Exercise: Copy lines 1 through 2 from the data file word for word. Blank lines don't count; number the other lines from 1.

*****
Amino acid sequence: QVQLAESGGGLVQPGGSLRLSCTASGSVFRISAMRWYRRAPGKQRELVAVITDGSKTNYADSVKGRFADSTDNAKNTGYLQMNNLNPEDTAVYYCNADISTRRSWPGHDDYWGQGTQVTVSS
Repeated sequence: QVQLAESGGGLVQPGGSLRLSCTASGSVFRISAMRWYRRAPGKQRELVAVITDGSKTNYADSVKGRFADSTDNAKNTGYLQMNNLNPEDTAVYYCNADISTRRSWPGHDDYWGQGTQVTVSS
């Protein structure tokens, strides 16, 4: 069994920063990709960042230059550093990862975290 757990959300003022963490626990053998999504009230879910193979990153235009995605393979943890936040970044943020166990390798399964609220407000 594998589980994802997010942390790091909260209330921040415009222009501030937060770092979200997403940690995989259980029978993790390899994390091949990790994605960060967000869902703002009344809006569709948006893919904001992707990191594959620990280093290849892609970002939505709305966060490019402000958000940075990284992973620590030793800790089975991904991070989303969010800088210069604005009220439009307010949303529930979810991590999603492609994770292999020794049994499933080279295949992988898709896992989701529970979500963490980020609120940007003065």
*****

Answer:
Amino acid sequence: QVQLAESGGGLVQPGGSLRLSCTASGSVFRISAMRWYRRAPGKQRELVAVITDGSKTNYADSVKGRFADSTDNAKNTGYLQMNNLNPEDTAVYYCNADISTRRSWPGHDDYWGQGTQVTVSS
Repeated sequence: QVQLAESGGGLVQPGGSLRLSCTASGSVFRISAMRWYRRAPGKQRELVAVITDGSKTNYADSVKGRFADSTDNAKNTGYLQMNNLNPEDTAVYYCNADISTRRSWPGHDDYWGQGTQVTVSS